Identify the vulnerabilities affecting roads infrastructures is not sufficient; it is essential to attribute a risk level and consequently to plan a priority order of maintenance interventions.
According to this strategy and using R.D. database (with traffic, accidents and geometric data), a methodology to rank priorities of intervention on restraining devices has been developed. Considering the results, the Head Office has extended this methodology to all the constituent components of R.C.
Proper checklists have been developed and are available to operators in the field using a simple App on tablet; once a checklist has been filled out, the operator sends information to the person in charge, who can immediately decide if the case can be solved with in-house management or needs to be part of a wider and long-term plan of intervention. With the software developed from Italia, the Province of Pisa, gained a short time an analysis of all Barriers on it’s network: good condition just 1%, modest damage 6%, relevant damage 36%, high damage 37% and alarming damage 20%.
In this latter case, data is analyzed in the system, through further algorithms, which combine the vulnerability detected with other parameters such as accidents, traffic, etc. It’s possible to know the overall risk level and the priority order of intervention.
The point of strength of this innovative project is the development of a network system capable to provide quick, comprehensive and low cost information on a vast road infrastructure, that enable to plan a rational and objective plan of maintenance interventions.
Eleonora Meta, Luca Persia, Davide Shingo Usami and Aliaksandra Zhukava- Road Safety Capacity Building in Belarus through the development of Road Safety Master Courses / The risk of traffic fatalities varies significantly across high, medium and low-income countries. Among the reasons for this in the latter ones, there is often a lack of road safety knowledge and political will.
Road safety is a multidisciplinary topic and requires trained professionals able to identify and implement efficient measures in the areas of engineering, enforcement, education and emergency services, taking into consideration social and economic aspects as well.
However, in some Eastern Europe Countries there are potential barriers to train adequately professionals, generally due to a lack of specialised training and training standardization. Such an example can be seen in Belarus where, although road safety is a key issue, it is not managed on an evidence-based approach and there seems to be insufficient funding for related research. An initiative towards increasing knowledge capacity is the Be-Safe project (EC Tempus), a joint effort between three EU Universities and four Belarusian Universities.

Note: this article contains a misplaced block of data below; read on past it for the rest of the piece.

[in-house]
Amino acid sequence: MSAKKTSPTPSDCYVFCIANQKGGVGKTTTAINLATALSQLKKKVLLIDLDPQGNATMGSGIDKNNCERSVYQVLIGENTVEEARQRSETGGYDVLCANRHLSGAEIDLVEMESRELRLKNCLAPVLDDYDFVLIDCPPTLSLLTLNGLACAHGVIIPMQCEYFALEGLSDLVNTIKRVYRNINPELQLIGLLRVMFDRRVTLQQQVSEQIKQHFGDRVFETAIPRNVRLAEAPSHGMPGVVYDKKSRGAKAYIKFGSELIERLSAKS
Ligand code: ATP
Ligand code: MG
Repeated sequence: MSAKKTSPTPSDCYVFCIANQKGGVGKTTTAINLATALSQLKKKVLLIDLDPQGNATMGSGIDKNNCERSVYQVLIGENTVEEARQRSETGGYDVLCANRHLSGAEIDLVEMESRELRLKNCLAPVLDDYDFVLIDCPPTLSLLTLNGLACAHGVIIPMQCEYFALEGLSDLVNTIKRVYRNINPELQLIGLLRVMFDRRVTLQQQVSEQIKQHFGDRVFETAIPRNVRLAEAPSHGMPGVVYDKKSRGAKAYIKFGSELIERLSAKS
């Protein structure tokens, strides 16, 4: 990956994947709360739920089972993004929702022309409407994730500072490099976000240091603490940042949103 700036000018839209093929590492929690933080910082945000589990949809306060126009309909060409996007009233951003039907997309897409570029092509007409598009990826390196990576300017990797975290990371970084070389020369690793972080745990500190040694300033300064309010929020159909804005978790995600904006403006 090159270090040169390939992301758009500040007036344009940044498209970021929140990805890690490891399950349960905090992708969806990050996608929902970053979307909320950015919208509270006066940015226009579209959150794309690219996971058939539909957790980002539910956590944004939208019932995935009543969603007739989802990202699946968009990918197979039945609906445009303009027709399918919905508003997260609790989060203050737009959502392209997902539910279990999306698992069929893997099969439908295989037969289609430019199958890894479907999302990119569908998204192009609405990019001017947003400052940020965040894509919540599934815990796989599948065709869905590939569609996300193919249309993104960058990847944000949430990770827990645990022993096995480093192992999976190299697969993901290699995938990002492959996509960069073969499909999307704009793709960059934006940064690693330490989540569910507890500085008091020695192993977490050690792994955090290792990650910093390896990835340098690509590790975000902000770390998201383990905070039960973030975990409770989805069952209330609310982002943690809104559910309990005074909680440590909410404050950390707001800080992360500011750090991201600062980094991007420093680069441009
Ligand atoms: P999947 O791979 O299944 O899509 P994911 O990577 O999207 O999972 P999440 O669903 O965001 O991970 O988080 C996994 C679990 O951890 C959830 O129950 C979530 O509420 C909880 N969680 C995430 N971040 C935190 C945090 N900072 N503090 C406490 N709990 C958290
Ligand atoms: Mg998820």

The objective of this paper is to describe the methodology carried out in Be-Safe to develop and test two 1st level Road Safety Master Courses (60 ECTS) in Belarus according to the Bologna process requirements. Initially, a User Needs Analysis was carried out to understand local conditions and needs in terms of teaching and research on road safety. The analysis highlighted a lack of research due to insufficient funding, linguistic barriers and inadequate international relationships. This isolation led to a need of updating contents and methods of courses for students as well as research topics. Then, expected learning outcomes and Masters’ curricula, one for the Technical Universities and one for the Economics Universities, were defined and developed respectively. Finally, Masters’ courses in four Belarusian Universities were tested.
Quality results were ensured through a Quality Board and assessment tools to monitor the Masters process as a whole. Contribution to create new courses and now everyone can apply this type of course and in mead time Belarus enter in Bologna system and trey try to include a Belarus university.
Davide Shingo Usami, Luca Persia, Roberto Gigli and Anastasia Azarko-Accident data analysis and on-field inspections: do they lead to similar conclusions? / Network Safety Ranking and Road Assessment Programme are two procedures used in road infrastructure safety management to rank the road sections of a network according to estimated road safety performance. The former uses indicators based on road accidents and their consequences while the latter method is based primarily on inspections of the road infrastructure.